CFPB, 3 states move against student loan debt relief companies

A student loan debt relief operation involving numerous companies has been forced to temporarily halt activities under a restraining order sought in connection with action filed by the Consumer Financial Protection Bureau (CFPB) and law enforcement officials in Minnesota, North Carolina, and California.

CFPB said the action seeks to halt a student-loan debt-relief operation that engaged in allegedly unlawful conduct and consisting of several related companies: Consumer Advocacy Center Inc., which does business as Premier Student Loan Center; True Count Staffing Inc., also known as SL Account Management; and Prime Consulting LLC, which is known as Financial Preparation Services.

Defendants also include Albert Kim, Kaine Wen, and Tuong Nguyen, whom the bureau alleges substantially assisted the student-loan debt-relief companies, the bureau said. The action was brought under the Consumer Financial Protection Act (CFPA) of 2010; and the Telemarketing and Consumer Fraud and Abuse Prevention Act and its implementing regulation, the Telemarketing Sales Rule (TSR).

The bureau alleges that since at least 2015, the debt-relief companies operated as a common enterprise and deceived thousands of federal-student-loan borrowers and charged over $71 million in unlawful advance fees in connection with the marketing and sale of student-loan debt-relief services to consumers.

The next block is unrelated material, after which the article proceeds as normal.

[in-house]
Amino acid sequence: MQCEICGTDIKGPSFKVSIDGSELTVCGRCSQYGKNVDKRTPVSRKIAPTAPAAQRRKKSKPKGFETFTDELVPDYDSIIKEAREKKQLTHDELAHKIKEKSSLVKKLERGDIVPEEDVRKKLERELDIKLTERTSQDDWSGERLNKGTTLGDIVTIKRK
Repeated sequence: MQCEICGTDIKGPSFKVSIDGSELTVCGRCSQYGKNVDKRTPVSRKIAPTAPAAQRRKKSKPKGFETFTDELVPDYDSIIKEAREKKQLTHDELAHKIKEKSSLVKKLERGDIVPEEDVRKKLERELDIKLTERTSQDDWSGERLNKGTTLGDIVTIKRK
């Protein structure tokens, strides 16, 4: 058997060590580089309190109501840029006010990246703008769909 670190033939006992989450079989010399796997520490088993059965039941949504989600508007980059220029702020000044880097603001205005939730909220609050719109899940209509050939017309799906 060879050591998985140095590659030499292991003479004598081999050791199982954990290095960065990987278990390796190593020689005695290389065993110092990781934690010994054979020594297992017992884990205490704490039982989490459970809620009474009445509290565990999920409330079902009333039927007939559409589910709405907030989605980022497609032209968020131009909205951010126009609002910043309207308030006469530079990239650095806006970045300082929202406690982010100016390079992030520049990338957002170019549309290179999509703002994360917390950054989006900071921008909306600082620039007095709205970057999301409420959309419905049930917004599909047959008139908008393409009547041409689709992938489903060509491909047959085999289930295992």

As described in the complaint, the bureau alleges that:

  • Premier and its company co-defendants violated the CFPA and TSR by making deceptive representations about the companies’ student-loan debt-relief and modification services; specifically, it alleges that Premier charged and collected improper advance fees before consumers had received any adjustment of their student loans or made any payment toward such adjusted loan.
  • Defendants engaged in deceptive practices by misrepresenting the purpose and application of fees charged by the companies, their ability to obtain loan forgiveness, and their ability to lower consumers’ monthly payments.
  • Defendants failed to inform consumers that the companies automatically request that consumers’ loans be placed in forbearance so that consumers can better afford the companies’ significant fees and that the companies submit false information to student-loan servicers in loan-adjustment applications in an effort to qualify consumers for lower monthly payments.
  • Individual defendants substantially assisted the student-loan debt-relief companies.

The bureau said it filed the complaint and requested a temporary restraining order in the U.S. District Court for the Central District of California on Oct. 21; the temporary restraining was ordered that day. The court has scheduled a hearing for Nov. 4 on the request for a preliminary injunction. “The Bureau seeks to keep this relief in place while the case proceeds,” the agency said in Wednesday’s announcement.

The complaint seeks an injunction against defendants, as well as damages, redress to consumers, disgorgement of ill-gotten gains, and the imposition of civil money penalties. It also names several defendants in order to obtain relief, and seeks disgorgement of those relief defendants’ ill-gotten gains.